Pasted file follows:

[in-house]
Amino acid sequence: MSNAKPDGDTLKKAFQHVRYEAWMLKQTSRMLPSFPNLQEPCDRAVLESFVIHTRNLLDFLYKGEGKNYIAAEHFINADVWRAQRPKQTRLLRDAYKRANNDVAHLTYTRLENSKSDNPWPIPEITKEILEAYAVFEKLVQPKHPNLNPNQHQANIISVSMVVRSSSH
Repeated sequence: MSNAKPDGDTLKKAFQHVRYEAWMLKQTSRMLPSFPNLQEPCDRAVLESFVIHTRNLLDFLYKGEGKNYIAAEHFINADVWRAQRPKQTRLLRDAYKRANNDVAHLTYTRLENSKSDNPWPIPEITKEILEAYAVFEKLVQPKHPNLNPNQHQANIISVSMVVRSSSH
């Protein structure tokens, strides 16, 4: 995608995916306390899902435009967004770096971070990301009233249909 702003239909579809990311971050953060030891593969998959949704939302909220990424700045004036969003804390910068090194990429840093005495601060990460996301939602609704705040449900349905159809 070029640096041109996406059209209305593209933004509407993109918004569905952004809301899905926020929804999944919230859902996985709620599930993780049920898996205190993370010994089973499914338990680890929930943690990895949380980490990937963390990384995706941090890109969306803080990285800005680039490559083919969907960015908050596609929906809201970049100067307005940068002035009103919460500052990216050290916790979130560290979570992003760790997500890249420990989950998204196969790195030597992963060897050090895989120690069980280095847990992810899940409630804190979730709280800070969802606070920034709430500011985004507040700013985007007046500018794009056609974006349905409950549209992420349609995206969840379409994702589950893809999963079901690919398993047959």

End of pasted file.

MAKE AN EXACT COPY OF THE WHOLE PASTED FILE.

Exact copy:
[in-house]
Amino acid sequence: MSNAKPDGDTLKKAFQHVRYEAWMLKQTSRMLPSFPNLQEPCDRAVLESFVIHTRNLLDFLYKGEGKNYIAAEHFINADVWRAQRPKQTRLLRDAYKRANNDVAHLTYTRLENSKSDNPWPIPEITKEILEAYAVFEKLVQPKHPNLNPNQHQANIISVSMVVRSSSH
Repeated sequence: MSNAKPDGDTLKKAFQHVRYEAWMLKQTSRMLPSFPNLQEPCDRAVLESFVIHTRNLLDFLYKGEGKNYIAAEHFINADVWRAQRPKQTRLLRDAYKRANNDVAHLTYTRLENSKSDNPWPIPEITKEILEAYAVFEKLVQPKHPNLNPNQHQANIISVSMVVRSSSH
């Protein structure tokens, strides 16, 4: 995608995916306390899902435009967004770096971070990301009233249909 702003239909579809990311971050953060030891593969998959949704939302909220990424700045004036969003804390910068090194990429840093005495601060990460996301939602609704705040449900349905159809 070029640096041109996406059209209305593209933004509407993109918004569905952004809301899905926020929804999944919230859902996985709620599930993780049920898996205190993370010994089973499914338990680890929930943690990895949380980490990937963390990384995706941090890109969306803080990285800005680039490559083919969907960015908050596609929906809201970049100067307005940068002035009103919460500052990216050290916790979130560290979570992003760790997500890249420990989950998204196969790195030597992963060897050090895989120690069980280095847990992810899940409630804190979730709280800070969802606070920034709430500011985004507040700013985007007046500018794009056609974006349905409950549209992420349609995206969840379409994702589950893809999963079901690919398993047959």